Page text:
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  1. Politics
  2. UK Politics
19 March 2024

Downing Street cannot get a grip on Tory messaging

The shadow Conservative leadership contest is increasingly being fought in public.

By Freddie Hayward

The shadow cabinet, I gather, has been told to fashion its policy briefs into as many press releases, speeches, attack lines and titbits of repartee as possible. The aim is to create a stockpile for the long, slow march towards the election. Labour’s hope that it will be in May has morphed into a begrudging shrug that perhaps No 10 will play the long game. There is some concern that holding the party in a battle-ready crouch could produce burnout among officials and campaigners. Others in the party no longer see by-elections as opportunities to flex electoral muscles and test out attack lines, but a distraction from the 650 individual contests Labour must fight in the general election.

Labour’s strategy makes sense when you realise the months leading up to the next election will be a monotonous slog. Little is likely to change. It’s becoming increasingly clear that the Conservatives are not going to pull an election-saving rabbit out of their hat (the 4p cut to National Insurance has made no perceptible difference in polls). The only hope for them lies in painting Labour as untrustworthy at a time when the economy is recovering.

That means the level of debate is going to be low. Shoots of ideological disagreement are quickly smothered by Westminster gossip and intrigue. The fact that No 10 needs to keep Tory MPs in line means speculation over the date of the election will continue. Such rumours will overshadow any message that Downing Street wants to get across.

The second thing that will crowd out No 10’s pitch to the public is the shadow Tory leadership contest that is increasingly being fought in public. Ambitious cabinet ministers are reportedly tarnishing their opponents by briefing that they are plotting to replace Rishi Sunak. Penny Mordaunt was supposedly the victim of such a strategy over the weekend. Whenever this happens, the inevitable counter briefing follows, relegating what the Prime Minister wants to talk about to page seven.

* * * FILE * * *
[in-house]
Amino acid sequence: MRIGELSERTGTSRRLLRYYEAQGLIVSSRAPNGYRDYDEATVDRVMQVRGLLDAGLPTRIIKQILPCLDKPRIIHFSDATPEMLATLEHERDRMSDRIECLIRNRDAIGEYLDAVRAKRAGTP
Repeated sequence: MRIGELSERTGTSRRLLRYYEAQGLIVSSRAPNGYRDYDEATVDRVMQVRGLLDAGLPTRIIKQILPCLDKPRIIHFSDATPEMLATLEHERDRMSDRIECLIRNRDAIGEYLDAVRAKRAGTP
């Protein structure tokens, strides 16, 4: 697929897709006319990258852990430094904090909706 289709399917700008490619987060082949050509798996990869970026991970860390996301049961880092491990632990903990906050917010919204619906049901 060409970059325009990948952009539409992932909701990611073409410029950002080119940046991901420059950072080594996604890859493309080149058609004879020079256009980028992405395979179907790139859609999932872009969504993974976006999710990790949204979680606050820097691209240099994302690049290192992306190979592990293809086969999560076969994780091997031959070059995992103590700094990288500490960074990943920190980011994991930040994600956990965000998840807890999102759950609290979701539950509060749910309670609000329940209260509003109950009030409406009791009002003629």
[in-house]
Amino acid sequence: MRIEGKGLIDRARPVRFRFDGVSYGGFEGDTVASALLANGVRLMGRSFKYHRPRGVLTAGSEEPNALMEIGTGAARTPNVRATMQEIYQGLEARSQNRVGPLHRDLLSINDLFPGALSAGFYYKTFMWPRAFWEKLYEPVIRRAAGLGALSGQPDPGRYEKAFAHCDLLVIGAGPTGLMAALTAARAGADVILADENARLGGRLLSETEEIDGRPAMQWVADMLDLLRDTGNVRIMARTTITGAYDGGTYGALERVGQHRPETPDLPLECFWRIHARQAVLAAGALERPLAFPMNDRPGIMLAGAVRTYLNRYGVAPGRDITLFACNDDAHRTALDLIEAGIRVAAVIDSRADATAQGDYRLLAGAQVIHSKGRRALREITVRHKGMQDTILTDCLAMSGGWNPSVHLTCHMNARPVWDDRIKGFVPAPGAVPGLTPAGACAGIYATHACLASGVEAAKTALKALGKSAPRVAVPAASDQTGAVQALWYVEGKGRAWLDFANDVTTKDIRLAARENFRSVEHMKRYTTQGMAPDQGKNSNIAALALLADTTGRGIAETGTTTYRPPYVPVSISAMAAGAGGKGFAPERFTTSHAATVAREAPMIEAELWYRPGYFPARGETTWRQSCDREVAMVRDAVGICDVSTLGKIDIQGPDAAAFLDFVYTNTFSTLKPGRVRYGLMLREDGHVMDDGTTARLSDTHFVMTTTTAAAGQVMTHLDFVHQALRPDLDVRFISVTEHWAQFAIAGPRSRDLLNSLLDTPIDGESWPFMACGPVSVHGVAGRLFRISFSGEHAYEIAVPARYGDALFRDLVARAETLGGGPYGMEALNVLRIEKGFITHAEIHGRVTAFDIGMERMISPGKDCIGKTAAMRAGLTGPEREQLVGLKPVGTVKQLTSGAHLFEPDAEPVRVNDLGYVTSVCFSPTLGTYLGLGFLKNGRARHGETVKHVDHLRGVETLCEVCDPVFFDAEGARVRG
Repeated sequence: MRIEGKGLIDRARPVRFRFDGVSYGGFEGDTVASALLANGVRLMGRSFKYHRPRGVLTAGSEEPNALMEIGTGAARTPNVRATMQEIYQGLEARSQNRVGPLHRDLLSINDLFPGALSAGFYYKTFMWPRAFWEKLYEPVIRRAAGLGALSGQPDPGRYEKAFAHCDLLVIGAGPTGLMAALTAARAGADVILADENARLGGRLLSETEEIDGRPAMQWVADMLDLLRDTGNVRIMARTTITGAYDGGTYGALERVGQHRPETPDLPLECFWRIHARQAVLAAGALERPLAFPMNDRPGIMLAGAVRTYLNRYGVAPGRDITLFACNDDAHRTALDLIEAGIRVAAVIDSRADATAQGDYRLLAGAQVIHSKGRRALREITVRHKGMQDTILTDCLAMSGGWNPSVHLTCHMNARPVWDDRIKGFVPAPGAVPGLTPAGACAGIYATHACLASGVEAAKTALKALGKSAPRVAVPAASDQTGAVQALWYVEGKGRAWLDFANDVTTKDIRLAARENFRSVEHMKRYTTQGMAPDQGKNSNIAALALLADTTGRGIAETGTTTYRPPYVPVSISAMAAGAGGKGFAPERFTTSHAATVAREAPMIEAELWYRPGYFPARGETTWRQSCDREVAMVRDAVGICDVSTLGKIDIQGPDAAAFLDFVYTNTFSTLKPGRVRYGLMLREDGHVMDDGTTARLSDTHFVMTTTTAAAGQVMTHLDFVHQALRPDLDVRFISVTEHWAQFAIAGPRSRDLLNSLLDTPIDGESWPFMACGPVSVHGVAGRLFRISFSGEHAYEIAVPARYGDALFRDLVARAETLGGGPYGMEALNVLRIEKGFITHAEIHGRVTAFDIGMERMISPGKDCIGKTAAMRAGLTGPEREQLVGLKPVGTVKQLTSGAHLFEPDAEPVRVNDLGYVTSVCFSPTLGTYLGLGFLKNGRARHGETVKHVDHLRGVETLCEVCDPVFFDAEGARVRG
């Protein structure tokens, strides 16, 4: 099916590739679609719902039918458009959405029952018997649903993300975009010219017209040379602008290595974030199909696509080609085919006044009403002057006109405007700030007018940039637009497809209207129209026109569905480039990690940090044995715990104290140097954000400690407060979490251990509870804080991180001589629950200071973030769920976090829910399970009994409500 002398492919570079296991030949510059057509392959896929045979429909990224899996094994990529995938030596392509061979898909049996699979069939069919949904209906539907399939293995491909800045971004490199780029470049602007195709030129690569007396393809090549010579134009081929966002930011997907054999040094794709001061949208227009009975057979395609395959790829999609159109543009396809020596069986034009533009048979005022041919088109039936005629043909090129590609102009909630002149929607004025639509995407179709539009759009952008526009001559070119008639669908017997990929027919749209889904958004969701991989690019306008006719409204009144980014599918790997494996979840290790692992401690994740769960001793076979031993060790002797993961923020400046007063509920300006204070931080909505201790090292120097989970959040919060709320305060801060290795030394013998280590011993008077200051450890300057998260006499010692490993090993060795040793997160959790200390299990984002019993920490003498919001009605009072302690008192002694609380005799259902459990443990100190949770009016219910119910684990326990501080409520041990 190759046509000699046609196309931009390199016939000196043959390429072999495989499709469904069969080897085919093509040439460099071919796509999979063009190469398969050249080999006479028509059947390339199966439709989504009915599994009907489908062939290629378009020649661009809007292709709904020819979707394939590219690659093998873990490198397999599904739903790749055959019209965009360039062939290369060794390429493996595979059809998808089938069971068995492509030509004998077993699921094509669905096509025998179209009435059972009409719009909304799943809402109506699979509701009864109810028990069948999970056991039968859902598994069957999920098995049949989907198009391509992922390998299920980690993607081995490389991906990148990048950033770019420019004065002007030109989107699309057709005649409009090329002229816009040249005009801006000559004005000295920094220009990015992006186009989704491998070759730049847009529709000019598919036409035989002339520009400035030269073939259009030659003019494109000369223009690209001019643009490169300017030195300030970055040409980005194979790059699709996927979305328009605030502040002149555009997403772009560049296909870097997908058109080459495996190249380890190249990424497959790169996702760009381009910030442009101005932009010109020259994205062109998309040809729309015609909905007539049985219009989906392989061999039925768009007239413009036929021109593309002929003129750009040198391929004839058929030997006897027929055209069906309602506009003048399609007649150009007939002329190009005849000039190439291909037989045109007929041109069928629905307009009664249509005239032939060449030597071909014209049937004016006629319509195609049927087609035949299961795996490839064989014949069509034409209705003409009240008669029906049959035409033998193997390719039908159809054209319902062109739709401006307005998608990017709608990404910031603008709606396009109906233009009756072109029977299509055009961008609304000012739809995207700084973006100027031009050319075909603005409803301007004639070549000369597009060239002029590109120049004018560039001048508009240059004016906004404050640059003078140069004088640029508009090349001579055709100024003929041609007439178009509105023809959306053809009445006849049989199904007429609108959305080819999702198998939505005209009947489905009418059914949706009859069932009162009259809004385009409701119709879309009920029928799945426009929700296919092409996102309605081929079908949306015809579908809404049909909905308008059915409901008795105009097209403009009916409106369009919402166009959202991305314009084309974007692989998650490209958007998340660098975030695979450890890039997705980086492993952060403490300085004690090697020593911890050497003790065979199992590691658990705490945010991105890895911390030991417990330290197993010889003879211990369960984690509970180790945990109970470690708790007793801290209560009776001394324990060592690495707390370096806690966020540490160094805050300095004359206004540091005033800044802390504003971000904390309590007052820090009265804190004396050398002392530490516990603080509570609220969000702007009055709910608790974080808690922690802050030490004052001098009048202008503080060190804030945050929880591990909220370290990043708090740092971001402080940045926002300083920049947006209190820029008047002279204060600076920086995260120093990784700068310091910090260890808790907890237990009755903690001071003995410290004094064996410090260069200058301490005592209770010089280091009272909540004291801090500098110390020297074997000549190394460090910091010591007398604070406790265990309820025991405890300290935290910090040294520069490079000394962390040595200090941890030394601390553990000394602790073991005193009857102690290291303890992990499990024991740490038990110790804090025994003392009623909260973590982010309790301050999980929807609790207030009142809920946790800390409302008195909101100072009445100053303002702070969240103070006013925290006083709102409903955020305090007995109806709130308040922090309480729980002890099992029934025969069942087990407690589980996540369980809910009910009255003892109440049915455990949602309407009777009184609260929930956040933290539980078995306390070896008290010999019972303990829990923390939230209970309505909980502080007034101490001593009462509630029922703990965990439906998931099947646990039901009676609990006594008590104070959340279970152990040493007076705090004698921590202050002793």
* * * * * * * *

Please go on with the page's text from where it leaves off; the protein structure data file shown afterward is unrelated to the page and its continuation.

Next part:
No 10’s limp grip on the narrative was exposed when the Budget was quickly drowned out by Tory infighting, Lee Anderson’s defection and party donor Frank Hester’s comments about Diane Abbott. A “Business Connect” event yesterday was only memorable because Kemi Badenoch and the PM jostled to play host. “Whether colleagues are happy with him or not, it’s too late, right. Get on with it,” said the former defence secretary Ben Wallace, in what cannot be seen as a stirring vote of confidence.

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Politics will snake towards the election through an obstacle course of briefings, bitterness and shallow debate. Labour sounds unlikely to announce much more policy, aware that the Tories could snatch their plans as they did with the non-dom tax. That means much of the planning will happen behind the scenes; speeches will be scoured for clues as to what Labour would do in government. The opposition wants the election to be a referendum on the Tories’ 14-year rule. The Tories want it to be about Labour. The result could be limited, defensive splashes of policy designed to catch out the enemy, but little substantive debate about their respective visions for the next five years.

This piece first appeared in the Morning Call newsletter; receive it every morning by subscribing on Substack here.

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